Entries on Asia
Leadership, Policy and Economic Development in Nigeria and Singapore: a Comparative (1960 - 1990) is a sweeping comparison of Nigeria and Singapore on their economic development performances. It further critically assesses how leaderships in the two countries were able to influence these performances through their economic policies and developmental efforts. Particular emphasis is placed on between 1960 and 1990; although post 1990 is briefly captured but strictly on economic policies and performances of successive governments. This book elementrifies foundational reasons why the two countries have divergent economic development statistics despite starting with homologous economic statistics in the 1960s, with cross-national opportunities and constraints. It reveals how the two different and newly independent countries in the 60s followed different paths toward nation building. The correlations between leadership, economic policymaking and implementation, and economic development are established. The period of 1960 to 1990 played key, formative roles in the both countries’ economic development narratives. Within the three decades, Singapore was transformed from a third to first world country while Nigeria was caught up with International Monetary Fund’s Structural Adjustment Program. This Comparative Study captures cross-national differences and finds out lessons Nigeria can learn from Singapore in pursuing an inclusive and sustainable economic development. This book is a fitting primary source for students, scholars and researchers of development studies, public policy, development economics, leadership, governance and regional development.
For some years now, there have been series of researches focusing on Nigeria`s development. Many of these researches tend to focus more on how bad and poor the Nigeria economy and the nation as a whole have performed in its 50 years of independent. Although there are no doubt as to whether these claims by researchers that Nigeria as a country have failed in many ways and have disappointed its citizens as far as ensuring economic development, social order and peace and tranquillity is concerned. However, many of these researches failed ability(from the beginning)to recognize the facts that unique experiences shapes and reshapes both people and nations and that these experiences tends to impact and affects nations both positively and negatively. In the case of Nigeria, it was a negative impact due to the long period of civil war, series of the military coup and an era of unpatriotic and visionless elites who constituted themselves as leaders.These factors have led to an economic, social, political and educational downturn and breakdown of infrastructure, social and cultural forces and the collapse of both political and economic structures and institutions.
The cycle of violence being unleashed on Nigerians by the fundamentalist group, Boko Haram has heightened fears among the populace and the international community that the hostility has gone beyond religions or political colouration. Going by the latest report from the Human Rights Watch (HRW), about 935 has been killed since 2009 when the sect began its onslaught on the country. The dangerous dimension the insecurity challenge has become a great source of worry as security experts affirm that what is on ground has shifted to the realm of terrorism, a global phenomenon where no one is safe. It is lamentable, however, that the security organizations have failed to tackle the challenges, even as they have become the target of terrorists who have never hidden their disdain for the intelligence and law enforcement community. By seemingly clueless, but promises are not enough. The populace demands a respite from this state of fear and insecurity. The coordinated assaults from the Boko Haram sect in the northern part of the country, besides making life miserable for Nigerians, is a danger to the unity and corporate existence of Nigeria. A multidimensional approach to tackle their threat must be urgently launched by the government.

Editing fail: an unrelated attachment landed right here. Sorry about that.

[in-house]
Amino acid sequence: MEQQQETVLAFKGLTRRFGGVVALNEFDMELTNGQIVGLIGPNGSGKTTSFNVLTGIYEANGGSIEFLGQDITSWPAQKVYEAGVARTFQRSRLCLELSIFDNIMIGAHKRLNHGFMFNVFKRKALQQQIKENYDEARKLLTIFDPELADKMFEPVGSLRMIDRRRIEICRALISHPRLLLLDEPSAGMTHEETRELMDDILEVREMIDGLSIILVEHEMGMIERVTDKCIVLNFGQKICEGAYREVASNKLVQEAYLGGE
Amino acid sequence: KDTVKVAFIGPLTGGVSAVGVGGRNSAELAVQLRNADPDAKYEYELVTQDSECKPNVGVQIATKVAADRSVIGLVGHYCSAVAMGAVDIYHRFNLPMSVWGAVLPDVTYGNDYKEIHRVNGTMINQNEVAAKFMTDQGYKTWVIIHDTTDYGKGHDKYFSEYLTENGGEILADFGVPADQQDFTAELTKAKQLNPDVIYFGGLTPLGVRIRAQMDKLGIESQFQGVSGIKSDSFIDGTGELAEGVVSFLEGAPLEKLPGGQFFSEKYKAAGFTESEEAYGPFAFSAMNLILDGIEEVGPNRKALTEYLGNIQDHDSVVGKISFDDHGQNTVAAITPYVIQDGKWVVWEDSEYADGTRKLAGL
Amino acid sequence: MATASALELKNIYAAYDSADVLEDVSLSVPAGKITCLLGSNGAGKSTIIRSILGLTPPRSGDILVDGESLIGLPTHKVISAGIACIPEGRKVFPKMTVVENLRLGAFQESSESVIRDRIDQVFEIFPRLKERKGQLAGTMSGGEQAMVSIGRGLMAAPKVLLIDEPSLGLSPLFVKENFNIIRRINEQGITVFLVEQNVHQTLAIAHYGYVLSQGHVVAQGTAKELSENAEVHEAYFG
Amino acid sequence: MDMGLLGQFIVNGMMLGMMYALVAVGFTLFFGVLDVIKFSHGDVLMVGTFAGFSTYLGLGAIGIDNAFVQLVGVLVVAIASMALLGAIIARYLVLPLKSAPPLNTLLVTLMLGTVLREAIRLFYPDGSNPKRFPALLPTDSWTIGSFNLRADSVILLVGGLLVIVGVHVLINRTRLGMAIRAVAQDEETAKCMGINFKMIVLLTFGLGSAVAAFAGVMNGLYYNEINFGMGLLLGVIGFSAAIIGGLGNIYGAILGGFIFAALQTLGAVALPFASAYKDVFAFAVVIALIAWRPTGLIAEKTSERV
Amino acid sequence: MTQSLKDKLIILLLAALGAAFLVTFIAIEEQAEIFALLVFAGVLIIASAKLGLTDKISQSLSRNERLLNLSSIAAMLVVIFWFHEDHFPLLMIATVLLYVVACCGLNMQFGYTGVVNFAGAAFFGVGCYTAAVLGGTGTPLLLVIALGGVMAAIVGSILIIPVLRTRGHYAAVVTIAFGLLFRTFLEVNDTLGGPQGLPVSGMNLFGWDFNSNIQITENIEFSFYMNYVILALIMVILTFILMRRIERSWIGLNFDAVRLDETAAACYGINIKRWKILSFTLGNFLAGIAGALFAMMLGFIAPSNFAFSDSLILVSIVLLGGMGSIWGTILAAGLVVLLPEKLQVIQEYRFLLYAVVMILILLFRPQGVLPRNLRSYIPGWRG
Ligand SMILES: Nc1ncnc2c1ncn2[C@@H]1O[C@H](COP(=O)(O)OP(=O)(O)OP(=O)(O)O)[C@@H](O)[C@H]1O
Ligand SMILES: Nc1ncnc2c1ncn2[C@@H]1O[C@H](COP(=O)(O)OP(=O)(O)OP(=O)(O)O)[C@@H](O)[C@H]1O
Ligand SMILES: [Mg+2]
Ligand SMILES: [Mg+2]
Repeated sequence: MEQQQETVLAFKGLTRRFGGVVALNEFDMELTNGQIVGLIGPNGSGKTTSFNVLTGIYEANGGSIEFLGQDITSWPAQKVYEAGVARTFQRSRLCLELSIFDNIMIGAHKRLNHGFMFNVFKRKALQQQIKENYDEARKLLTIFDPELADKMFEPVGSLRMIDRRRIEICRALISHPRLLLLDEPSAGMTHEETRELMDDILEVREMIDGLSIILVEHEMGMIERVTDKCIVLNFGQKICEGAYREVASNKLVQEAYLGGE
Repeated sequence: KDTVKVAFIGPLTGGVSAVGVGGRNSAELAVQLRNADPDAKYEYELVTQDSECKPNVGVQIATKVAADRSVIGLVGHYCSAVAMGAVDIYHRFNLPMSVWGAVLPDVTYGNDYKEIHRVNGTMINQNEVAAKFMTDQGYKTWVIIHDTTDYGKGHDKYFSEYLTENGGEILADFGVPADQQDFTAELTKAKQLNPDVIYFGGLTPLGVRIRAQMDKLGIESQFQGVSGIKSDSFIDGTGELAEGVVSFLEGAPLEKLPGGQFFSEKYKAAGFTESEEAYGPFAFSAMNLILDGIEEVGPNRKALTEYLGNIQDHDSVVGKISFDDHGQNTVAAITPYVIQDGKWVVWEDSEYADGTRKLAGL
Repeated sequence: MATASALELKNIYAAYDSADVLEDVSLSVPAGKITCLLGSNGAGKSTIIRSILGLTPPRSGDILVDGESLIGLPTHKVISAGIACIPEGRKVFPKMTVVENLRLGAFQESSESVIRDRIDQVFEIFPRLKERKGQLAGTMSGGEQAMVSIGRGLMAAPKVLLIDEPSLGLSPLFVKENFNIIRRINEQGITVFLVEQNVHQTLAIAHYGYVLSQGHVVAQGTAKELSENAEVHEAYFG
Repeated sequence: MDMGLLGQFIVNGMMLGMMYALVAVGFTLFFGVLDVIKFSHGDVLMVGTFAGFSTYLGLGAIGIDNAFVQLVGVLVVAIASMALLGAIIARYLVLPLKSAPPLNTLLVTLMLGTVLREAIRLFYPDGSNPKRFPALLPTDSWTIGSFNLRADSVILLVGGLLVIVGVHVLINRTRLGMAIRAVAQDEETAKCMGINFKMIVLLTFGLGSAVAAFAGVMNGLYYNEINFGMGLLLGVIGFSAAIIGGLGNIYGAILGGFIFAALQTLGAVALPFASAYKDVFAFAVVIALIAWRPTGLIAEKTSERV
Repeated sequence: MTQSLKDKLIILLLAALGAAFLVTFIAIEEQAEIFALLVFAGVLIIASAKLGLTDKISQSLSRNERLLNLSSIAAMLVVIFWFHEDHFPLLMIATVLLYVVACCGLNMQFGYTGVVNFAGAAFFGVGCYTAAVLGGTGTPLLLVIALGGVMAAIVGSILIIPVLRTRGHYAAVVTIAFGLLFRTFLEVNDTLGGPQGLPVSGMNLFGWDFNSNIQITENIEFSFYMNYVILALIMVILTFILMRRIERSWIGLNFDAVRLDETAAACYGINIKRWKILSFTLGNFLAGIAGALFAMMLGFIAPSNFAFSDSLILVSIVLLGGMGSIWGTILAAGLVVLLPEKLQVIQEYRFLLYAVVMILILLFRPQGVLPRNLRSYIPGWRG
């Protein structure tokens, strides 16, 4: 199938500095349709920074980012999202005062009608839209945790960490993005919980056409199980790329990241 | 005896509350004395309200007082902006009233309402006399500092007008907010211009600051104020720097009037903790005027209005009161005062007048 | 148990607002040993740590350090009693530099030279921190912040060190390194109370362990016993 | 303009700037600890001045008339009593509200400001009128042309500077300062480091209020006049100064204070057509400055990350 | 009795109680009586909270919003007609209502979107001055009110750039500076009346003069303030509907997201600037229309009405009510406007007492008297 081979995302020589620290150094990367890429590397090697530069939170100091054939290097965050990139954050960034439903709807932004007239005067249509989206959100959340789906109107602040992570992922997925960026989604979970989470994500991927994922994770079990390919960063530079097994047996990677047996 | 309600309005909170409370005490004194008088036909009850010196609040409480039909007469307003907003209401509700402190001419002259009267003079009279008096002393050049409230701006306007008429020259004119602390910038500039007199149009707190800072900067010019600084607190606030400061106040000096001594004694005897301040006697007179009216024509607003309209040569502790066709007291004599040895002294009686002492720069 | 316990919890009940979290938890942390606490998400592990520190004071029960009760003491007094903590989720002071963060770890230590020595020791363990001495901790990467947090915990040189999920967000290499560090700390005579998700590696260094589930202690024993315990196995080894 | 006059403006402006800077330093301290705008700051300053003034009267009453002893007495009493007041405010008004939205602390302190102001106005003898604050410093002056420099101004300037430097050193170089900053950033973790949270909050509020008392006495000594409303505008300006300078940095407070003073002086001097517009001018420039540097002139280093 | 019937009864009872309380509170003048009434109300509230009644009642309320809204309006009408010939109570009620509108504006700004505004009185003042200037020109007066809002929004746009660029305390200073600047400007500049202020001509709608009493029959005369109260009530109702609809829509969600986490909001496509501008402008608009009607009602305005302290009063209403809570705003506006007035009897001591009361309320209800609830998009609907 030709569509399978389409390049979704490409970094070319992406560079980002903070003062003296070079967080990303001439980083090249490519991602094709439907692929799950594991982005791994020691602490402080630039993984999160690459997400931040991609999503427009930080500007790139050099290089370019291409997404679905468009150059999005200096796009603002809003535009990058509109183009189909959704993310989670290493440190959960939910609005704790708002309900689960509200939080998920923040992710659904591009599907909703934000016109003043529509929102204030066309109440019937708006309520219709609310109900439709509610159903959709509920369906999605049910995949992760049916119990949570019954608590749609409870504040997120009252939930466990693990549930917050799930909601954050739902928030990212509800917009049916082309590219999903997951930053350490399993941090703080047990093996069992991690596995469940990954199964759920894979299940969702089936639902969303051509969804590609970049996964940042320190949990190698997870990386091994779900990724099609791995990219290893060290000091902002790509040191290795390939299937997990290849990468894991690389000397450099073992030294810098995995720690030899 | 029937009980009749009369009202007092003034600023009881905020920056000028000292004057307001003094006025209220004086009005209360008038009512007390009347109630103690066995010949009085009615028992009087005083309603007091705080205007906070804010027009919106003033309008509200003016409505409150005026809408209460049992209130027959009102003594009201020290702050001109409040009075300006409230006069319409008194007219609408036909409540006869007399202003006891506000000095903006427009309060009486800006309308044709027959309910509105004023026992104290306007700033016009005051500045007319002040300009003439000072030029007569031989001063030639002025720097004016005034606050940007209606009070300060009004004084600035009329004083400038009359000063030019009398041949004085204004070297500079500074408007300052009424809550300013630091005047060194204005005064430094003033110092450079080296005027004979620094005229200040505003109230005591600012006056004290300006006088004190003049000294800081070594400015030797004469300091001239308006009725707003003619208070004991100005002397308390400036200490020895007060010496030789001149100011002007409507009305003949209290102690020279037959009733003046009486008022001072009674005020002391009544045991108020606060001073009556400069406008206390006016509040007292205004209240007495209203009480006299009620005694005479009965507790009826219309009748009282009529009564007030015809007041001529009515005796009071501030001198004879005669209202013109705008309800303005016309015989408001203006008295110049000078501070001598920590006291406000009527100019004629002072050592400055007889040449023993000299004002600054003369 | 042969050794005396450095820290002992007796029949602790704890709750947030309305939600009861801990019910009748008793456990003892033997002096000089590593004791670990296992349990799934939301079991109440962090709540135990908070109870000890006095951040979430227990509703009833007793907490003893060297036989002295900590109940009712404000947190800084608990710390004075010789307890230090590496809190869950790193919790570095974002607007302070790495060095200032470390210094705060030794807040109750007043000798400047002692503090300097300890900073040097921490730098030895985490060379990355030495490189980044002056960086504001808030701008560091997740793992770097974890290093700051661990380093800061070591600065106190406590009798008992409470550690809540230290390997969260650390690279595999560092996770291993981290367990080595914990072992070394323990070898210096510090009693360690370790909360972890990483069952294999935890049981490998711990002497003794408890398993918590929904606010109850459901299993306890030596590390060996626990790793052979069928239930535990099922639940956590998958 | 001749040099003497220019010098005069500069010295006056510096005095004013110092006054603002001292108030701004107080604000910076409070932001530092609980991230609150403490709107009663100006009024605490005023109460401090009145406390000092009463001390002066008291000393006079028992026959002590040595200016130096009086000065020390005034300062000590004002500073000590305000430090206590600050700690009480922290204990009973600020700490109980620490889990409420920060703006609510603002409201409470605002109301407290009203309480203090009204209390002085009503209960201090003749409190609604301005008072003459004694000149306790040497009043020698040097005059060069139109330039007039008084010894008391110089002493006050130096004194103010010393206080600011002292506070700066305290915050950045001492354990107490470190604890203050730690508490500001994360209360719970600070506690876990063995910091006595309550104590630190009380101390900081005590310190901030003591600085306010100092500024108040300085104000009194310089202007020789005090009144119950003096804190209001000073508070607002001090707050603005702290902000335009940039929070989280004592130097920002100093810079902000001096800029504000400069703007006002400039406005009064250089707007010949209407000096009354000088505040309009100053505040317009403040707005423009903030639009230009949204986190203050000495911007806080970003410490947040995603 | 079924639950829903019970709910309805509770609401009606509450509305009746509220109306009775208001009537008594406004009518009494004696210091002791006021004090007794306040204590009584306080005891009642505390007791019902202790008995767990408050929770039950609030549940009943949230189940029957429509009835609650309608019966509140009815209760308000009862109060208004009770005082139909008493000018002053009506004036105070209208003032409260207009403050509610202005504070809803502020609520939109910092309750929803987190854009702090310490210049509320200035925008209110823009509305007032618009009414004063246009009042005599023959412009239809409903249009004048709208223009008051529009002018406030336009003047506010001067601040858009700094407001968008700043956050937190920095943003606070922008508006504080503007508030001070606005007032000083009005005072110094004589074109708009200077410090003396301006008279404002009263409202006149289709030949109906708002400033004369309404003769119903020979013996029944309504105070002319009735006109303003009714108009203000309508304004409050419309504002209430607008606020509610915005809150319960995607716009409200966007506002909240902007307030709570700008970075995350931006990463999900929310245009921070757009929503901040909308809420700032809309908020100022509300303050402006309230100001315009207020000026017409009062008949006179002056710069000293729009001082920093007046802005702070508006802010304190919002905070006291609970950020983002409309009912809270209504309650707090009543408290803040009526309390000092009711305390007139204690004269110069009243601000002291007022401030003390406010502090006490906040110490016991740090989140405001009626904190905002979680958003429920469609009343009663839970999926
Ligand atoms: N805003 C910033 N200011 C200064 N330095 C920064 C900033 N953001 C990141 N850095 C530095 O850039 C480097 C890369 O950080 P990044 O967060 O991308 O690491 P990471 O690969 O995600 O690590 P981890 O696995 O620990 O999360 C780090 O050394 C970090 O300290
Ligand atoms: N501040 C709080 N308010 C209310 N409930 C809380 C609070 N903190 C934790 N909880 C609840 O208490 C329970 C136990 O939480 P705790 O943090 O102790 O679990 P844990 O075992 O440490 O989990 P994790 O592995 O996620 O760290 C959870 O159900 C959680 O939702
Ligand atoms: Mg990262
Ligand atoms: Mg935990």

Since 1999, the high turnover of lawmakers in the country has been a source of concern to not a few stakeholders but to academics. It was therefore not surprising that the National Institute for Legislative Studies (NILS) in its latest report conducted in 2014 revealed that Nigeria has the of the Federal Republic of Nigeria requires the legislators to gain the requisite experience to effectively lowest retention rate of lawmakers in the national parliament in the world. The 1999 Constitution discharges their mandate. Consequently, there is decision not to limit the number of times a performing legislator could be re-elected. Despite this, the electorates have the constitutional right to elect or re-elect a legislator. The incessant high turnover of National Assembly members provides a new challenge to democracy. That is, at the inception, one would wonder the level of constructive contributions that would be expected from inexperienced legislators. Re-election of a legislator should under normal circumstance be based on his or her performance and contribution in lawmaking process, representation and oversight functions as well as constituency accountability.